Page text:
What Happens When A Pitcher Goes Right Down The Middle?

The other week when I wrote about pitches that come in well out of the zone and what happens with those pitches, some discussion in the comments focused on the opposite – what happens right down the chute? If a pitcher is wasting 0-2 pitches, surely he’s firing down the center on 3-0, and if pitchers sometimes miss wildly outside, they probably miss to the meat of the plate on occasions, too.

There have already been 2,535 pitches thrown in 3-0 counts this season (2,227 if we exclude intentional walks), according to the awesome new HeatMaps here at Fangraphs, and so our knowledge of what happens when pitchers are far behind has a solid base. And thanks to data since 2012, we know why pitches have a strong incentive to fight back from 3-0, even with one strike – there is, obviously, an appreciable drop in expected on-base percentage in a 3-1 count, and there’s little chance the batter swings 3-0, anyway.

Read the rest of this entry »


NERD Game Scores for Friday, May 30, 2014

Devised originally in response to a challenge issued by viscount of the internet Rob Neyer, and expanded at the request of nobody, NERD scores represent an attempt to summarize in one number (and on a scale of 0-10) the likely aesthetic appeal or watchability, for the learned fan, of a player or team or game. Read more about the components of and formulae for NERD scores here.

***

Most Highly Rated Game
San Francisco at St. Louis | 20:15 ET
Madison Bumgarner (65.2 IP, 79 xFIP-, 1.2 WAR) faces Adam Wainwright (81.0 IP, 77 xFIP-, 2.2 WAR). While a reasonable person might suppose otherwise, the innings figure published here for Wainwright actually is not a misprint: indeed, he (and three other pitchers, it appears) has already crossed the 80-inning threshold. Another threshold he’s crossed (alone in this case) is the three-win one — when calculating WAR by means of runs allowed, that is, and not FIP.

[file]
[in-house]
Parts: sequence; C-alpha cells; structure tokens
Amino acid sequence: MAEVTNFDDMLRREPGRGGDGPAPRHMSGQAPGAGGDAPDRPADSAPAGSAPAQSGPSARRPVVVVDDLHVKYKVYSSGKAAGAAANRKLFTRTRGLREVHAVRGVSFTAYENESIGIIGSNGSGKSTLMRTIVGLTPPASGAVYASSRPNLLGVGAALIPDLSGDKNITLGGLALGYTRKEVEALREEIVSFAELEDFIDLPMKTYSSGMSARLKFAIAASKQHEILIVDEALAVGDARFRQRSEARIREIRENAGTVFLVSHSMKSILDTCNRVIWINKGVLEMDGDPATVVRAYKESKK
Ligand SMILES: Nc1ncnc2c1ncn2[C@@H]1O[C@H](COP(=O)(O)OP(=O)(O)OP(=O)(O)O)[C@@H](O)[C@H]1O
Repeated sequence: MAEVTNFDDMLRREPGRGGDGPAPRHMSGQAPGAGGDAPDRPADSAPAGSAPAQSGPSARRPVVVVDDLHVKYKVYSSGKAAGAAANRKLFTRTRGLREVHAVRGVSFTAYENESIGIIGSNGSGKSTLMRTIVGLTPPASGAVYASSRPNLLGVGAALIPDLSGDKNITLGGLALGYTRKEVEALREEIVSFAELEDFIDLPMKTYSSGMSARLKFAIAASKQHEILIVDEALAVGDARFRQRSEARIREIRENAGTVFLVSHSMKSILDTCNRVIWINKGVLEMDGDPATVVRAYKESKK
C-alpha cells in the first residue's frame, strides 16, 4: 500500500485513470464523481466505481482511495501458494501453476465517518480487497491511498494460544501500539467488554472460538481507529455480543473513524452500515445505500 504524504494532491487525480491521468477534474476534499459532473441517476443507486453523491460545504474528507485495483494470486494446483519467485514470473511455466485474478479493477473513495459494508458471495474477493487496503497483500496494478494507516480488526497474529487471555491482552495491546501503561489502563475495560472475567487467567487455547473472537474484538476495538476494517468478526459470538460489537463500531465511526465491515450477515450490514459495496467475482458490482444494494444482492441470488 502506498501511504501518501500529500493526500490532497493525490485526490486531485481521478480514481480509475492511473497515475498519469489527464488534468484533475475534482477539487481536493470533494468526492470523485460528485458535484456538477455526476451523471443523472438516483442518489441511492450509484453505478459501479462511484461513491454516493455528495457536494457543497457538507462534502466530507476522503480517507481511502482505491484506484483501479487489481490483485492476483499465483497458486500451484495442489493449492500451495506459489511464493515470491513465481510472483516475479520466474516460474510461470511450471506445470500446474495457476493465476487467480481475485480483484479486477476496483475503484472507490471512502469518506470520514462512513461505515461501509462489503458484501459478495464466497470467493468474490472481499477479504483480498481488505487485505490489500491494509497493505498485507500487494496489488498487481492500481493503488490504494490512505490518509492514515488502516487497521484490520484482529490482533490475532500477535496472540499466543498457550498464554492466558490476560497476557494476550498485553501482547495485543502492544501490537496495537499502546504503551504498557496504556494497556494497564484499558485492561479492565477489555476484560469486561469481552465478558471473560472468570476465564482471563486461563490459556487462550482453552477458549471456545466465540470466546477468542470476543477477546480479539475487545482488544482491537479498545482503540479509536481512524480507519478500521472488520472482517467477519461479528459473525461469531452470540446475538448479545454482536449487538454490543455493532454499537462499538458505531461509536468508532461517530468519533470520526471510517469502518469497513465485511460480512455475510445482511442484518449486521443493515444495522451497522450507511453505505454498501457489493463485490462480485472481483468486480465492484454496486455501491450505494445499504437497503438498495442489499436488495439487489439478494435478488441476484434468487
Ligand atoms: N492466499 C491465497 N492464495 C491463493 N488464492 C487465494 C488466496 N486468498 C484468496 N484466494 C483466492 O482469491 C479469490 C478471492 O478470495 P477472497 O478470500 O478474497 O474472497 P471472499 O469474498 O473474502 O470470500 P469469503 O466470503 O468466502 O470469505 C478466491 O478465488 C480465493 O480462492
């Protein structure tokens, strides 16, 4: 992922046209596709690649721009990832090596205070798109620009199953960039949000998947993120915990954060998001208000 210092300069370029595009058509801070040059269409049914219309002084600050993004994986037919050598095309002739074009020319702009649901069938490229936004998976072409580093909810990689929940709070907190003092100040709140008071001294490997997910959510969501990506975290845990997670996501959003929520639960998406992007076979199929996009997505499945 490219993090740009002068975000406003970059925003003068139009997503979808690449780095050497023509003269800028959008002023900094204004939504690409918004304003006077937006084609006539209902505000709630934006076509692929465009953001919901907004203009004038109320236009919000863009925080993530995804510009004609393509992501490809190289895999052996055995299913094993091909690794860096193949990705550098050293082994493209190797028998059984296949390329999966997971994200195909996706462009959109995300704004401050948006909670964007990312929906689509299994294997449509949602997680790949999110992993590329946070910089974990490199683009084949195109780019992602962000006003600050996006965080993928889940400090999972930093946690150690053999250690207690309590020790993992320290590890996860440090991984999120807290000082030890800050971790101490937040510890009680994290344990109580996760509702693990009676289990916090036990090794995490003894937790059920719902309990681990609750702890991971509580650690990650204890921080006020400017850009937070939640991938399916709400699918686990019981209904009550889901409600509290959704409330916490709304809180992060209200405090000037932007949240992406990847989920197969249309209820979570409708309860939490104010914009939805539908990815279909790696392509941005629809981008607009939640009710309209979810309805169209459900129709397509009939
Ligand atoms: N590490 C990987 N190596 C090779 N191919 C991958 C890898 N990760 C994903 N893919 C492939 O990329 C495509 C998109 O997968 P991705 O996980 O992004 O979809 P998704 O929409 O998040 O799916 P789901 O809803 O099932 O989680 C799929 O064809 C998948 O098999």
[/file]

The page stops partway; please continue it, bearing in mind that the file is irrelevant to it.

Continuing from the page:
Readers’ Preferred Broadcast: San Francisco Radio or Television.

Read the rest of this entry »


Prospect Watch: Keeping The Walks Down

Each weekday during the minor-league season, FanGraphs is providing a status update on multiple rookie-eligible players. Note that Age denotes the relevant prospect’s baseball age (i.e. as of July 1st of the current year); Top-15, the prospect’s place on Marc Hulet’s preseason organizational list; and Top-100, that same prospect’s rank on Hulet’s overall top-100 list.

***
Orlando Castro, LHP, Pittsburgh Pirates (Profile)
Level: High-A   Age: 22   Top-15: N/A   Top-100: N/A
Line: 55.2 IP, 46 H, 18 R, 41/7 K/BB, 2.91 ERA, 2.77 FIP

Summary
While he’s not remotely physically imposing, this little lefthander knows what he’s doing.

Read the rest of this entry »


Q&A: Matt Martin, Detroit Tigers Defensive Coordinator

The Detroit Tigers have a defensive coordinator this season. The role is being manned by Matt Martin, who joined the coaching staff shortly after Brad Ausmus was hired in November. Martin came to Motown with nearly two decades of experience as a minor league manager, coach and infield coordinator.

His job isn’t to reinvent the wheel. The 44-year-old was brought in to help make the Detroit defense more efficient. Metrics are part of his process, as is fine-tuning fundamentals. Much like his manager, Martin is a combination of old-school and new-school.